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The Gemara [Sota 48b] states, “Once Chagai, Zecharya and Malachey died, the Holy Spirit (of prophesy) departed from Yisrael. Yet, even so, they would make use of a lesser voice (of prophesy). Therefore, there no longer is prophesy, but the prophets continue to speak to us today. Aside from the diminished form of prophesy, it appears there are at least four types of prophesy itself. The first is the prophesy of Moshe Rabbeinu, distinct from all of the other prophesies. The Gemara [Yevamos 49b] states, “All of the prophets envisioned through an unlit telescope (aspaklaria). Moshe Rabbeinu envisioned through a luminous telescope. This is one of the thirteen principles of faith [see, Rambam, Introduction to Chelek, where he makes four distinctions]. The second type is development of deep insight in understanding the ways of HaShem through intense Torah study, to the point that one can anticipate what others cannot. In this respect, the Gemara [Bava Basra 12a] relates, Rabbi Avdimi from Haifa stated, “From the day that the Beis HaMikdash was destroyed, prophecy was removed from the prophets and given to the Chachamim (Sages).” The Gemara asks, isn’t a Chacham a prophet? It then explains, “Although it was removed from the prophets, it was not removed from the Chachamim” apparently referring to this profound insight. In this sense, Rambam [Moreh Nevuchim 3:32] states HaShem selects only the best and wisest persons, and that prophesy is only possible with training. The third type of prophesy appears to be a spontaneous vision or statement. In this respect, the Gemara [12b] continues, Rabbi Yochanan stated, “From the day that the Beis HaMikdash was destroyed, prophecy was removed from the prophets and given to incompetents and children. Due to the lack of sufficient capacity to realize the import of their words, at times, incompetents and children may innocently state something significant, suggesting future events. [See, Sota 12b as an example]. Additionally, one who is less preoccupied with life’s challenges, together with a desire to control, may have better reception (not perception) for spiritual messages. For this reason, dreams are also better conduits for reception. Accordingly, a dream is one sixtieth of prophesy [Berachos 57b] and when one awakes with a pasuk falling into his mouth, it is minor prophesy [id., 55b]. The second and third types are clearly distinct, not only because of their respective character, but because the Gemara does not present the views of Rabbi Avdimi and Rabbi Yochanan as being opposed to each other, as it would if there were a dispute. Further, each type is validated elsewhere throughout the Gemara. For example, since the third type of prophesy exists post Beis HaMikdash, the Gemara informs us that we may ask children to recite a recently studied verse, which might provide guidance. Rabbi Meir employed this method in attempting to show Elisha ben Avuya he will be accepted if he repents [Chagiga 15a-b]. Nero employed this method in deciding not to lead the invasion of Yerushalayim [Gittin 56a]. This is not bibliomancy, as the previous answer opined. The Gemara [Chulin 95b] makes this distinction, as follows: Shmuel employed the method of looking into a sefer, whereas Rabbi Yochanan asked children. To answer your question, there is nothing prohibiting asking a child what he learned today, although the method of teaching has changed and children do not typically memorize pasukim. The fourth type of prophesy is the familiar language of the Tanach. This appears to be a combination of the second and third types. That is, clarity of message and purpose, combined with spontaneity and personal detachment. In this sense, Rambam [Yesodei HaTorah 7:1] explains prophesy as follows: “At the time the Spirit rests on him, his being joins the level of malachim, called Ishim, and he becomes a different person. And he will understand, he is not as he was, but he has ascended over the level of other intelligent people.” When this prophet speaks, his message and manner are unique. After all, each person’s mind develops differently, so it is not possible for two prophets to convey their messages in the same style. If they do so, the message is suspect of not being true [Sanhedrin 89a]. The Mechilta [Chapter 6], appears to refer to the fourth type, when it writes, “At the time HaKadosh Baruch Hu appeared to the Forefathers, to speak to them, He did not appear through lightning, nor thunder, nor noises, nor terrors, because they knew His power and His might and His greatness and His ability. However, with the other prophets, HaKadosh Baruch Hu would rise over them with noises, thunder, lightning and flames according to the need of their generation. Due to what? Due to the requirements of the people of their generation, who did not know the powerful greatness of HaKadosh Baruch Hu. If only though noises and lightning (they would understand) and if only they would humble themselves.” The prophets of the Tanach continue to speak to us and their prophesies continue to unfold. For example, Yishaiah (26:20-21) states, “Go, my people, come into your room and close your door, for your sake. Hide for nearly a moment, until the wrath passes. For behold, HaShem will leave His place to hold accountable for crime, residents of earth, upon each one. And the earth will reveal its bloodshed and no longer cover up its murders.” The Gemara [Bava Kamma 60b] identifies, “wrath” in this context as referring to a plague or pandemic. If only though confinement would we reflect with humility, noting that devastation is occurring in places where the blood of Jews had flowed freely without protest. Thus, prophesy is alive today.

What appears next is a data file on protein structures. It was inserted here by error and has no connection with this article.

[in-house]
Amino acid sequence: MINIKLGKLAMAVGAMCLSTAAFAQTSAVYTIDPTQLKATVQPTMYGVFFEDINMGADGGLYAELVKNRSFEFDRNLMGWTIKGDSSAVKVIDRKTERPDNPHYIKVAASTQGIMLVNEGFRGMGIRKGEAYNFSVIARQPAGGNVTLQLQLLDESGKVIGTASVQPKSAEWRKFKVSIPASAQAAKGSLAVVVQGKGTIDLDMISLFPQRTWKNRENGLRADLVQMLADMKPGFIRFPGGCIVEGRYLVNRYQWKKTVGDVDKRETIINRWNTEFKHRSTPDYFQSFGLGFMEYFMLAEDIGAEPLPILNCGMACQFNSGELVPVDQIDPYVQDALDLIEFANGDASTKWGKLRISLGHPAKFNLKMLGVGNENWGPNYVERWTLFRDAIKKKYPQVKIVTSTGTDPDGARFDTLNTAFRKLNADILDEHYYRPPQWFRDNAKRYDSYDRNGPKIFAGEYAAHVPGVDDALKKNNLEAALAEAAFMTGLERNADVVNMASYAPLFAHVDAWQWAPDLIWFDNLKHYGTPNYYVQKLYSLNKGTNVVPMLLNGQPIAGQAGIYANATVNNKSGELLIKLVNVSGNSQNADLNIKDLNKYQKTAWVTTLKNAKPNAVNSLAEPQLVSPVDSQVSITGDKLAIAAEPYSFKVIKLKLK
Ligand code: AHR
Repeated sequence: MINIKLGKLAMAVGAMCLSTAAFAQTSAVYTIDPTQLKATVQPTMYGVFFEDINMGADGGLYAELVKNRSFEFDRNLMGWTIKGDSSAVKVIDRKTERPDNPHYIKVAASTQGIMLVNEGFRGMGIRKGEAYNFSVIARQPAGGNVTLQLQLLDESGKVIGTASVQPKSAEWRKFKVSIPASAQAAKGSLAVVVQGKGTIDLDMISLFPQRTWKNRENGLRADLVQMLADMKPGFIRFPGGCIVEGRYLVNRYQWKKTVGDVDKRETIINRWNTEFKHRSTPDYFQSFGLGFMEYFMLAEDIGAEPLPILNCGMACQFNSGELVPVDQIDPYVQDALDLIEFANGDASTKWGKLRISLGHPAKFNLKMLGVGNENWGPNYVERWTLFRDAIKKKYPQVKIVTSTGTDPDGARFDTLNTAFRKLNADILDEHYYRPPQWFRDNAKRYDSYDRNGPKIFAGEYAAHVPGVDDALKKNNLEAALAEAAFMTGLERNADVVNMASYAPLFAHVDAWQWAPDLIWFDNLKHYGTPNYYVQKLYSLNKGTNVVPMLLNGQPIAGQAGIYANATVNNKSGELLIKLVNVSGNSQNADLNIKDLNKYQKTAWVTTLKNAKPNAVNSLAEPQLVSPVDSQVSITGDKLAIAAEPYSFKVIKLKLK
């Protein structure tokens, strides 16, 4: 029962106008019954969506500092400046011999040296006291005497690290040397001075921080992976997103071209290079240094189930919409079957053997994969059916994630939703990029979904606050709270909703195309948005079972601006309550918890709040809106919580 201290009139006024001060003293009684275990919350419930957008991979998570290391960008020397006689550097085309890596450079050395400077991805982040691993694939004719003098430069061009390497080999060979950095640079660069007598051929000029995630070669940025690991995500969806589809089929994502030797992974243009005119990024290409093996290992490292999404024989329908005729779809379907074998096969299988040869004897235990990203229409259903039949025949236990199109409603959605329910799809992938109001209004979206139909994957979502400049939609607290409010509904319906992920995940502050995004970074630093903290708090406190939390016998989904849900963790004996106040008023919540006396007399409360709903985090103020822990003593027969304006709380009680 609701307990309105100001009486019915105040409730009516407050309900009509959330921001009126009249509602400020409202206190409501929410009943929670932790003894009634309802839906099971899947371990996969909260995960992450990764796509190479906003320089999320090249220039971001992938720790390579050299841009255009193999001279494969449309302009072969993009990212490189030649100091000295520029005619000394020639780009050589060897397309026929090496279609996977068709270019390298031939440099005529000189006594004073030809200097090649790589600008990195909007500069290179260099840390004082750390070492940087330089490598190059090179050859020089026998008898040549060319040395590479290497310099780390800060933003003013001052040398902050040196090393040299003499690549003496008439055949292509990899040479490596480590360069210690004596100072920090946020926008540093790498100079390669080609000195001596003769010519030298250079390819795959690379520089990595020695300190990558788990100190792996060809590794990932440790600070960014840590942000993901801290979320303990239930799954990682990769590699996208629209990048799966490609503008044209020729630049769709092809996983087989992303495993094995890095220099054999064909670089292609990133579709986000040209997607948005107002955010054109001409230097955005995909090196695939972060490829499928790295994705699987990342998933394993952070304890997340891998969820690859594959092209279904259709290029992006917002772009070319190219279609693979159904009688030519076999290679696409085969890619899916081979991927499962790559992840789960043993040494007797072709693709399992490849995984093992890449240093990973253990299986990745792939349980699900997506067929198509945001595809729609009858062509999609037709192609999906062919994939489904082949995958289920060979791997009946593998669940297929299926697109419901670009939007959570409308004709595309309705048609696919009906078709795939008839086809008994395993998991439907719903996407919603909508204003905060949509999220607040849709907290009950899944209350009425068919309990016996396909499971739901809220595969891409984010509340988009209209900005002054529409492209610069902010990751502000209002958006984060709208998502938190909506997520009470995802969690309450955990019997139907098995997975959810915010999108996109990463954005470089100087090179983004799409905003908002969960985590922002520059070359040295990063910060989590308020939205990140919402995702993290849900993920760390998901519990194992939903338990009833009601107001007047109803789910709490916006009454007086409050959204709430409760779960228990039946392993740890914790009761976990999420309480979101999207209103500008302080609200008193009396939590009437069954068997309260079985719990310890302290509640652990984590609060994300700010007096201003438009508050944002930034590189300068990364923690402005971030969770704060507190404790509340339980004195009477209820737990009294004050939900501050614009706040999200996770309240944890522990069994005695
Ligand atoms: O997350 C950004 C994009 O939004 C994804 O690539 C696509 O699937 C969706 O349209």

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This is called bibliomancy: chancing upon a verse in the Torah and interpreting it as a suggestion for a course of action. It is allowed because of the special status of the Torah in our lives. What better way to make it unplanned than asking a random child what verse he is learning?

The Rambam said: “If one asks a child, ‘What verse are you learning?’ and he responds with a verse from the blessings, it is permitted for one to rejoice and say, ‘That is a lucky sign’” (Idolatry 11:5). This from someone who constantly railed against superstition, irrationality, astrology, and the like.

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    Bibliomancy is direct rather than through a child and his melamed, which presumably involves a bit more ruach ha kodesh than opening Tanakh to a random page – Josh K Aug 9 '19 at 5:52
  • It reminds of Chabad writing a letter and then placing it in igros kodesh. – Daniel Ross Jan 7 at 2:32